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Abiotic and enzymatic hydrolysis of glucose-6-phosphate on Goethite Particles
Umeå University, Faculty of Science and Technology, Department of Chemistry.
Umeå University, Faculty of Science and Technology, Department of Ecology and Environmental Sciences. (Climate Impacts Research Centre, Department of Ecology and Environmental Science, Umeå)
Umeå University, Faculty of Science and Technology, Department of Chemistry.
Umeå University, Faculty of Science and Technology, Department of Chemistry.
(English)Manuscript (preprint) (Other academic)
National Category
Other Basic Medicine
Identifiers
URN: urn:nbn:se:umu:diva-46554OAI: oai:DiVA.org:umu-46554DiVA: diva2:438838
Available from: 2011-09-06 Created: 2011-09-05 Last updated: 2011-09-06Bibliographically approved
In thesis
1. Surface reactions on mineral particles controlling the hydrolysis of glucose phosphates
Open this publication in new window or tab >>Surface reactions on mineral particles controlling the hydrolysis of glucose phosphates
2011 (English)Doctoral thesis, comprehensive summary (Other academic)
Abstract [en]

Phosphorus (P) is an essential nutrient. A significant amount of soil P may be in the form of organophosphates. Due to the size of these compounds, hydrolysis is often required before P can be assimilated by organisms. Hydrolysis may be mediated by mineral surfaces, or catalyzed by extra cellular enzymes. Since both organophosphates and enzymes have a strong affinity for environmental particles, a study of the hydrolysis of organophosphates must focus on reactions at the water/particle interface. This thesis is a summary of four papers, discussing the adsorption, desorption, and abiotic and enzymatic hydrolysis of glucose-1-phosphate (G1P) and glucose-6-phosphate (G6P) in aqueous goethite suspensions. A new technique for simultaneous infrared and potentiometric titrations (SIPT) allowed in-situ measurements of the interfacial reactions. It was found that glucose phosphates form pH-dependent inner sphere complexes on goethite, which coordinate in a monodentate fashion, and are stabilized by hydrogen bonding. Desorption involves a change in speciation of the surface complexes, illustrating the difficulty in determining desorption rates for individual complexes. The surface mediated hydrolysis is primarily base catalyzed for G1P, and acid catalyzed for G6P. The difference is partly due to electronic factors, and partly to differences in glucose group/goethite interactions. Considerably more extensive is the hydrolysis catalyzed by an acid phosphatase (AcPase). The rate of the enzymatic hydrolysis are strongly dependent on the glucose phosphate surface coverage, showing that surface properties affect the adsorption mode of enzymes, and thus their catalytic activity. In solution, AcPase showed a greater specificity towards G6P, but this specificity was partly lost after adsorption onto goethite.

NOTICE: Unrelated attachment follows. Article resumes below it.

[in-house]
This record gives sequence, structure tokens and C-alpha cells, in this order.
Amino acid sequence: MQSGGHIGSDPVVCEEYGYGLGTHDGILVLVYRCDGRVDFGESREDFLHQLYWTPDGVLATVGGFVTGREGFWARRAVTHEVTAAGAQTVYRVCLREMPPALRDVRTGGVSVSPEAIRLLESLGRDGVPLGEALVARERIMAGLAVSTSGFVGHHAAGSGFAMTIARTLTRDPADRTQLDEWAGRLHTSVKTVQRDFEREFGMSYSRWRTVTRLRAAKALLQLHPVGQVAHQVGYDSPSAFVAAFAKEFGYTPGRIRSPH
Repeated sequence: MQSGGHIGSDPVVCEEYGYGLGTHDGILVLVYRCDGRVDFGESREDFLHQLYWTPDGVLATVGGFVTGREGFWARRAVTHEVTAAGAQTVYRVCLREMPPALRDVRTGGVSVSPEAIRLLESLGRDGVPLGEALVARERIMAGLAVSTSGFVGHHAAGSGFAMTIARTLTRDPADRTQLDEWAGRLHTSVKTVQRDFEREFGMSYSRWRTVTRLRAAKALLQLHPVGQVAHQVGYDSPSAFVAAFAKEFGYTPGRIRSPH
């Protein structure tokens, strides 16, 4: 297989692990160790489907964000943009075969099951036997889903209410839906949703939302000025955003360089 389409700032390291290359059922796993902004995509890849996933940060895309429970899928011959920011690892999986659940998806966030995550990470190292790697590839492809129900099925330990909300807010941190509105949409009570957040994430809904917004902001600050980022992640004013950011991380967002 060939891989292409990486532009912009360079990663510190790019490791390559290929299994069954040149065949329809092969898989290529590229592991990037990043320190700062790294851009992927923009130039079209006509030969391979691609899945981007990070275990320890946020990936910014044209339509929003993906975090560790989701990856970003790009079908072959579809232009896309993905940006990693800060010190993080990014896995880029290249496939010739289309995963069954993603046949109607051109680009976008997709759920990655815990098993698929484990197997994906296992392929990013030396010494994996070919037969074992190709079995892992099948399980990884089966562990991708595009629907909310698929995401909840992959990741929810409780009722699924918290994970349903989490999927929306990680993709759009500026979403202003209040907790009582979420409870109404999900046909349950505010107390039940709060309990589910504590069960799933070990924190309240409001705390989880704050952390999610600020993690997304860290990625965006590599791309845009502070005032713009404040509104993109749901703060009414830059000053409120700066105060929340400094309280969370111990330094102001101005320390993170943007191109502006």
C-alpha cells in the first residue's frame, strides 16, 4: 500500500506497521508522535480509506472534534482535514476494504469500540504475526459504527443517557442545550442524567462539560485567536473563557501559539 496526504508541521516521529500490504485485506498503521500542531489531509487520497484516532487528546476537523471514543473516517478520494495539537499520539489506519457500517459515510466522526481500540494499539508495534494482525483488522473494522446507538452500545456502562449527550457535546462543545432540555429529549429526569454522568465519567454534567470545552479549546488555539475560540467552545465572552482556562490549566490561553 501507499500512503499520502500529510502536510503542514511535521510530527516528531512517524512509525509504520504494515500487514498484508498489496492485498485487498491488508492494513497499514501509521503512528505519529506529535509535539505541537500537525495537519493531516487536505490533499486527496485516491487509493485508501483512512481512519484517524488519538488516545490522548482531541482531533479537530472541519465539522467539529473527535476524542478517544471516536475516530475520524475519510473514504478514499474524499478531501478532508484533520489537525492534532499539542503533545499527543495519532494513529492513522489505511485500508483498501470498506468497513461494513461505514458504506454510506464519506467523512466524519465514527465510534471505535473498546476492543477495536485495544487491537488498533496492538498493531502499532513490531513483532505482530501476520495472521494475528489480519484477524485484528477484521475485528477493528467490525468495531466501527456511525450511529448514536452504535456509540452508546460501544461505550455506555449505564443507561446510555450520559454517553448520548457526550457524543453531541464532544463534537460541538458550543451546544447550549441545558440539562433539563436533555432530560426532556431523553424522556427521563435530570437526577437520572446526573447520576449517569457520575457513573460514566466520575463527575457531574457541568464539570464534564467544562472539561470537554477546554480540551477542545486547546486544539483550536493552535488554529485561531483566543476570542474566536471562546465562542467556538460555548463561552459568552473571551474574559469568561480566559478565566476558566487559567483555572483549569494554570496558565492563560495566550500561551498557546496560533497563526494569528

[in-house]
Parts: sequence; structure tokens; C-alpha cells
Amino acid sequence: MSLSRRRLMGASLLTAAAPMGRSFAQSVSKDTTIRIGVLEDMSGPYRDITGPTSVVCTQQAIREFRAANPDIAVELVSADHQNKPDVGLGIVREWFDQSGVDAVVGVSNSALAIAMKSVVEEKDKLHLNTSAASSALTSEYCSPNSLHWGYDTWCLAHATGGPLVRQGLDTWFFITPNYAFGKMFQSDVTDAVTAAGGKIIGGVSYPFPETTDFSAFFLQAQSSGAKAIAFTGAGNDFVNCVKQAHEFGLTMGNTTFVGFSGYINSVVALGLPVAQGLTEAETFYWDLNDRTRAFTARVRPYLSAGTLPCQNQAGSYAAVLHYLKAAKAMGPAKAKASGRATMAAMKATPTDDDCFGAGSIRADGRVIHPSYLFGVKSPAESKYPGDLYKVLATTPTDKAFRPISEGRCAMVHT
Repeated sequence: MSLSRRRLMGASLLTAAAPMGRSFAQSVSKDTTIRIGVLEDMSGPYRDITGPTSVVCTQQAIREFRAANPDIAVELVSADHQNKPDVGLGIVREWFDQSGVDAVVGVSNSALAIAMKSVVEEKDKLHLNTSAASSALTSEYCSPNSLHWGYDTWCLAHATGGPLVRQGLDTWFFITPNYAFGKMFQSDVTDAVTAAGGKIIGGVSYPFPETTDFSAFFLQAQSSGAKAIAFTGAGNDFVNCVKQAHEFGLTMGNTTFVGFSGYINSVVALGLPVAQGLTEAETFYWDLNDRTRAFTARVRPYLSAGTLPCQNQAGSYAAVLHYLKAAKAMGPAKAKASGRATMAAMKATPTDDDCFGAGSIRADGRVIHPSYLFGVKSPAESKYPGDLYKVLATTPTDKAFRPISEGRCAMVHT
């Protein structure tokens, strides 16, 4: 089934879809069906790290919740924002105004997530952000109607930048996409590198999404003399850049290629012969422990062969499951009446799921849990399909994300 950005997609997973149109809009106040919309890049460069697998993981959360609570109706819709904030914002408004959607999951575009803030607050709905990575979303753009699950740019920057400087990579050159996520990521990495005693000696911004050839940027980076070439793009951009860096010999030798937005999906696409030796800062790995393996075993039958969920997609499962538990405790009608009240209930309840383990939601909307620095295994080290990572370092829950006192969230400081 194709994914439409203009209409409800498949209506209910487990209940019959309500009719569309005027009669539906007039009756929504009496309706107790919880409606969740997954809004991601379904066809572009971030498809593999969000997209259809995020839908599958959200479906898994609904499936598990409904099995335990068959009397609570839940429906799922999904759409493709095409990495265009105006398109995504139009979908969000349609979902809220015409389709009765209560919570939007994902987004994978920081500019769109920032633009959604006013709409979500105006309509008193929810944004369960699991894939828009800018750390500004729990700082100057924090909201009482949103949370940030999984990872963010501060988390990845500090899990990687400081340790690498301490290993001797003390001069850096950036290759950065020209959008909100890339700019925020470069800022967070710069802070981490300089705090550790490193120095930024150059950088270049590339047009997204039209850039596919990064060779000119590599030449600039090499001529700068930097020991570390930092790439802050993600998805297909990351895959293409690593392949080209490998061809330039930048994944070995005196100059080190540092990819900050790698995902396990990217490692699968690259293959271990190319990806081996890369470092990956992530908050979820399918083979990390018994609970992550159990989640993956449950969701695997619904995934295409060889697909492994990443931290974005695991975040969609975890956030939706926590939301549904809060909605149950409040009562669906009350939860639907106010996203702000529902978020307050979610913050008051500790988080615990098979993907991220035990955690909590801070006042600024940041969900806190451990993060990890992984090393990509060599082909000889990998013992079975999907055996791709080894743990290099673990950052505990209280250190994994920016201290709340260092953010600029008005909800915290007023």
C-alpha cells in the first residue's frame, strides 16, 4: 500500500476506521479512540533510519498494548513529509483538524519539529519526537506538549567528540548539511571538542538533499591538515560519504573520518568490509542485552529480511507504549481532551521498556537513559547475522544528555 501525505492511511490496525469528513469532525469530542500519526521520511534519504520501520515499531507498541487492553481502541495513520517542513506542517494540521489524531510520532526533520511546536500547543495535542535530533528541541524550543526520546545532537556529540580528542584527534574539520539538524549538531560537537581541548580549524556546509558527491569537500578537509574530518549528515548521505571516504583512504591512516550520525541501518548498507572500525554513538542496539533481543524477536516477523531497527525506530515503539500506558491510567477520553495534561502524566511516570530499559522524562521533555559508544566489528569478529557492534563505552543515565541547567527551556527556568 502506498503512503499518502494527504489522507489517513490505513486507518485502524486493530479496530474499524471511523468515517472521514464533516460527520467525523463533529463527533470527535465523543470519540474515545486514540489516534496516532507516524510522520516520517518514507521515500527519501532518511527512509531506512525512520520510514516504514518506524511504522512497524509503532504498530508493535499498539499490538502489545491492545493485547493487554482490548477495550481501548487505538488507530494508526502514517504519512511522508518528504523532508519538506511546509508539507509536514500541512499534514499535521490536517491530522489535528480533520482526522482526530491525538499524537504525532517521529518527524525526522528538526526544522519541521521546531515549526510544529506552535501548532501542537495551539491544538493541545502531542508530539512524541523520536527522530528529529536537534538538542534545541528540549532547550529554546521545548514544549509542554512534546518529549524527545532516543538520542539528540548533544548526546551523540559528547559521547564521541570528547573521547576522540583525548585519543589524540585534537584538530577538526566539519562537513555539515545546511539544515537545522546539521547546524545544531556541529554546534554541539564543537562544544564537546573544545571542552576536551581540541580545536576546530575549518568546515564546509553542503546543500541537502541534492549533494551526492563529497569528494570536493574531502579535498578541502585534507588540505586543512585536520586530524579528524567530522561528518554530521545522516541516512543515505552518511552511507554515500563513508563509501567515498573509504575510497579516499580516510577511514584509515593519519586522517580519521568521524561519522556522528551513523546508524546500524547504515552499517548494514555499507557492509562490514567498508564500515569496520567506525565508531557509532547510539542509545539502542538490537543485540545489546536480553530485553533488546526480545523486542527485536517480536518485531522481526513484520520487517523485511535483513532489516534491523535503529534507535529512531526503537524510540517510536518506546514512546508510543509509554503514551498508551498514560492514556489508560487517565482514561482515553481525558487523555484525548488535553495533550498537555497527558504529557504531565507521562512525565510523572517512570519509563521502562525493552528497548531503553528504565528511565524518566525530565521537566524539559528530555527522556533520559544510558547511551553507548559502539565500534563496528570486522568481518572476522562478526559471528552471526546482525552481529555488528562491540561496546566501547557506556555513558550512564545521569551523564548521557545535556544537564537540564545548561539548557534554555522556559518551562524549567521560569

Place, publisher, year, edition, pages
Umeå: Kemiska institutionen, Umeå universitet, 2011
National Category
Other Basic Medicine
Identifiers
urn:nbn:se:umu:diva-46578 (URN)978-91-7459-270-2 (ISBN)
Public defence
2011-09-30, KBC-huset, KB3A9, Umeå universitet, Umeå, 10:00 (English)
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Supervisors
Available from: 2011-09-09 Created: 2011-09-06 Last updated: 2011-09-06Bibliographically approved

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